Angola Political Orientation
MBFC’s Country Freedom Rating: 38.15 – Limited Freedom
World Press Freedom Rank: Angola 125/180
According to RSF, censorship and control of information remain common issues for journalists in Angola, even after the election of a new president in September 2017. According to a Freedom House report 2022, Angola is rated as “Not Free” with a 30 out of 100. The report highlights that the government limits freedom of the press, and arrest and physical assault against journalists are prevalent.
Media Ownership and Government Analysis
In Angola, the government controls the majority of media outlets, including newspapers, television, and radio stations. The state-run Televisao Popular de Angola (TPA), the state-run media group Edições Novembro E.P. and its publication Jornal de Angola, and the nationwide RNA radio station dominate the news market and offer a pro-government perspective. Angolan Press Agency (ANGOP), which is state-owned and funded, operates under the jurisdiction of the Ministry of Telecommunications, and its board of directors is appointed by the President, leading to reporting that often aligns with the government’s views.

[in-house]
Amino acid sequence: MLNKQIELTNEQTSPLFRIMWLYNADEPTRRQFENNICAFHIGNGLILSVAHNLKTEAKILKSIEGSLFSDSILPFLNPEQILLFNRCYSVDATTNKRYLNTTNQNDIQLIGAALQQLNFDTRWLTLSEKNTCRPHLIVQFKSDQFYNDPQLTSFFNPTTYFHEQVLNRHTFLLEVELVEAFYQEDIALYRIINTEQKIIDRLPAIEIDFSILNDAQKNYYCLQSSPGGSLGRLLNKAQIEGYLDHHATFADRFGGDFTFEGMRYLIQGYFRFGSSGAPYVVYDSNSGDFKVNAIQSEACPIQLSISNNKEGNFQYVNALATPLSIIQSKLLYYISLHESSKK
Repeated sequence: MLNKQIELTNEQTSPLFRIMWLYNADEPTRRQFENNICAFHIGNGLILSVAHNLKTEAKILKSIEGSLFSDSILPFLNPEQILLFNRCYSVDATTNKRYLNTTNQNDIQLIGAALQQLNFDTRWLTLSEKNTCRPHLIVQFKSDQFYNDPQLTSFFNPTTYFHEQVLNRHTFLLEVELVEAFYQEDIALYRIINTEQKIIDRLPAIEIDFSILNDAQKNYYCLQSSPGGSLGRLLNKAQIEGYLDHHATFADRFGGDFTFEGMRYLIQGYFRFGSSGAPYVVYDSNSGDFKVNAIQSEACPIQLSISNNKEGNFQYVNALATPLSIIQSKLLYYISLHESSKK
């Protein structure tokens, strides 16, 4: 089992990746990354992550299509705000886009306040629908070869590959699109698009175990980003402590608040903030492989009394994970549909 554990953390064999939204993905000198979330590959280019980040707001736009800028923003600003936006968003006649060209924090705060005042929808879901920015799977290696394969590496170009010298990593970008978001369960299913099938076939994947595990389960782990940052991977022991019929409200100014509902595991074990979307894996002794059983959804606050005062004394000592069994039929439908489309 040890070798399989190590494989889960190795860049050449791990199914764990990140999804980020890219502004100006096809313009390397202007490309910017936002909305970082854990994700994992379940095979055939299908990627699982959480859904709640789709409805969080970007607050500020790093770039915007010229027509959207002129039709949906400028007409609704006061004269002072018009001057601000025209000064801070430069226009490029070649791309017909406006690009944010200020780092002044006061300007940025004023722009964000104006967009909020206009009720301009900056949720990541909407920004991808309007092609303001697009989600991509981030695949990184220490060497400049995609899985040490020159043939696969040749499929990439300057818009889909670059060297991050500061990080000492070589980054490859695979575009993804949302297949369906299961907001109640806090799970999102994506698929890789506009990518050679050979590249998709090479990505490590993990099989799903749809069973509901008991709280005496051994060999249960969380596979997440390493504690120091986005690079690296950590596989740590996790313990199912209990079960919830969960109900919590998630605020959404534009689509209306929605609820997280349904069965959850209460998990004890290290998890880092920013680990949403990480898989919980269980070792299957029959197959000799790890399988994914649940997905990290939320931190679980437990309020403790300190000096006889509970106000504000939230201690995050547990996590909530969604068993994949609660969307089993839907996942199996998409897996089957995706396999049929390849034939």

Private media outlets face significant challenges, including government censorship and intimidation. According to The Committee to Protect Journalists (CPJ), in 2021, Angola suspended three TV channels for alleged improper registration, raising concerns about press freedom. In 2022, private TV channels T.V. Zimbo and T.V. Palanca reporters “assaulted and branded ‘sellouts’ while covering a nationwide strike.”
President Lourenço has imposed restrictive rules on press conferences, limiting media contact. Further, the government regulates all media outlets by issuing licenses, which can be revoked at any time, and has been accused of using advertising revenue to influence coverage. The high cost of licenses ($1.4 million for TV, $136,000 for radio) has also been criticized by journalists.
In conclusion, the government’s control and regulation of most media outlets create significant difficulties for private media to operate independently, despite constitutional guarantees of freedom of expression. Conversely, state-run media lacks plurality as the government regulates them resulting in the promotion of the government’s viewpoints.
Last Updated on May 12, 2023 by Media Bias Fact Check
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